For a few shillings a barometer and thermometer may now be procured, and observations may be made with these morning and evening, so Ih 1t, by comparing these with the changes that follow, we may become very accurate foretellers of the weather, and may often save ourselves a wetting, or avoid starting on a journey in waterproof when, half an hour after leaving home, the sun shines brightly on us.

SUN-DIALS.

The very earliest form of clock or time-measurer was a sun-dial. We read of the sun-dial of Ahaz in Scripture, whilst among ancient nations, such as the Indians, Chinese, &c, sun-dials were common.

The principle of the construction of sun-dials depends upon the fact that during twenty-four hours the sun appears to move round a circle part of which is above and part below the horizon, and to return at the end of twenty-four hours to the same point from which it started.

If we resided at the North Pole of the earth, the construction of a sun-dial would be extremely simple. We should, when the sun was visible, find it moving round the horizon at a nearly uniform height, and we should then say that, as the sun moved round the horizon in twenty-four hours—that is, round 360°—it would move over 15° in one hour, and over 1° in four minutes of time. Thus, by dividing 360 by 24, we obtain this result. A common circle, therefore, with an upright in the centre, would be our sun-dial.

When, however, we are situated in any other part of the world, the lines which arc equally distant from each other at the poles will be in some cases farther apart, and in other cases nearer together. The following diagram will aid in making this fact manifest.

Suppose P and s to be the north and south poles of the earth; a, b, c, d, e. f, and,f,', meridians or divisions 150 apart. These lines, as they cut the equator, will be equidistant from each other, but they will vary in distance when they cut the circle A B C d.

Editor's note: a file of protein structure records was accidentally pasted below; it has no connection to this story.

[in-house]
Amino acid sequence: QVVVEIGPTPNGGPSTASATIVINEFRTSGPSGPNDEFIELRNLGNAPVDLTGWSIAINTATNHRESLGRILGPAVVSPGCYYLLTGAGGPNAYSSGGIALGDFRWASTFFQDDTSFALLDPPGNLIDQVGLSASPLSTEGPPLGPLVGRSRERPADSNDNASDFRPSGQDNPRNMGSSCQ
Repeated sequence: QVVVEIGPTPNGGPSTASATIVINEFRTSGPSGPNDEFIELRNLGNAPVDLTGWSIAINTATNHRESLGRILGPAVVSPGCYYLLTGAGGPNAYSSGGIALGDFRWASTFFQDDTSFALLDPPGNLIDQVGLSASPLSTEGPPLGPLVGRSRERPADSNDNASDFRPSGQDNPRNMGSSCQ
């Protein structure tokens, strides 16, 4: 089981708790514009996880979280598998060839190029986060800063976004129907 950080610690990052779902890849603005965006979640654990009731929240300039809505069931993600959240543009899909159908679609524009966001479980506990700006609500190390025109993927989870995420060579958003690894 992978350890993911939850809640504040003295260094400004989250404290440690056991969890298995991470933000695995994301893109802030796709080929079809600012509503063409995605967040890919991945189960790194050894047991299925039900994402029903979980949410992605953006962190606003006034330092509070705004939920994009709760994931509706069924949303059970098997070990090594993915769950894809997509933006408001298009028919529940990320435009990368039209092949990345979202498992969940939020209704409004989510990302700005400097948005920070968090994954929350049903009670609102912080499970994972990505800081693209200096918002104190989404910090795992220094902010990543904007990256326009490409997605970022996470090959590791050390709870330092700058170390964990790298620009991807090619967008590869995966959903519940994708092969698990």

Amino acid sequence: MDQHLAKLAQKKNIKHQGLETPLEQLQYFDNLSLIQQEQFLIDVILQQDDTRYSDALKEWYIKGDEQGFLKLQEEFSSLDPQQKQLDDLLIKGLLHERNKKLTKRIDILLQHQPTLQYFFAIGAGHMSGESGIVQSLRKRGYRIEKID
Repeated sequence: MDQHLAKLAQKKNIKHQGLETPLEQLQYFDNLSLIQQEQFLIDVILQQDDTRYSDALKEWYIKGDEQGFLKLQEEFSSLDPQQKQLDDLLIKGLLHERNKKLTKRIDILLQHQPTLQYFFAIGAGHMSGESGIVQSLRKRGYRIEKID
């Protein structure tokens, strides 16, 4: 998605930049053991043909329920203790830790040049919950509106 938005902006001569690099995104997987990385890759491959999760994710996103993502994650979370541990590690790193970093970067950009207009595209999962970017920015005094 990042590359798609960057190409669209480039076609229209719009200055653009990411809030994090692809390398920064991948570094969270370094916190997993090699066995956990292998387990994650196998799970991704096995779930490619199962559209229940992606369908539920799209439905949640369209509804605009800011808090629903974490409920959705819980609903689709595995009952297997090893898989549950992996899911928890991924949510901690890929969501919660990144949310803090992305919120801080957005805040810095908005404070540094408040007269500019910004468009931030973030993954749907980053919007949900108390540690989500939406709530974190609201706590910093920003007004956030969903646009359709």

A B C D is the circle suitable for a latitude equal to the distance of a from the equator; and the distances apart of the various figures, I., II., III., &c, may be calculated by spherical trigonometry.

[graphic]

It being our object, however, to give the most simple means of making a sun-dial, we shall avoid all calculations which may require mathematical knowledge, and deal only with the subject in an easy, practical manner.

Thus we will suppose a sun-dial is required to be made for any part of Great Britain or Ireland, and we will proceed to make one.

First examine a map of the county, and look down the side and find what is the latitude of the place on which your sun-dial is to be placed. Suppose this latitude to be 525°. Take a piece of cardboard like the annexed, and about the position s make a mark, and draw a line, s o, parallel to the sides of the card. The size of this card may be about eight inches or a foot square.

Next take a common protractor, or instrument for setting off angles, and from S on each side of S o set off angles of 12°, such as are represented by the lines s T and s R. Again, from the line s O set off angles of 240 37' in the same manner as the preceding, and draw these lines as shown by s P and S l. Again, set off 3s3 25', and 530 57', and 71° 20' on each side of S O, and finally 900.

Upon referring to the table at the end of this article, these angles will be found opposite 52^ of latitude. If, however, the latitude were different from 52I0, we should set off the angles shown opposite this latitude, instead of those we have mentioned : thus for 51 of latitude 11° 51' would be the first angles set off, and 24° 19' the next two.

Having marked off the card, we next cut a triangle in the annexed form, making the angle Cab equal to the latitude of the place for which the sundial is to be constructed. This triangle may be made of cardboard, brass, tin, &c, according as the dial is made of cardboard, tin, &c

[graphic]

Fix the triangle on the dial so that the point A coincides with the point S on the dial, and the line A B coincides with the line S O, and take care that B C is exactly perpendicular to the dial.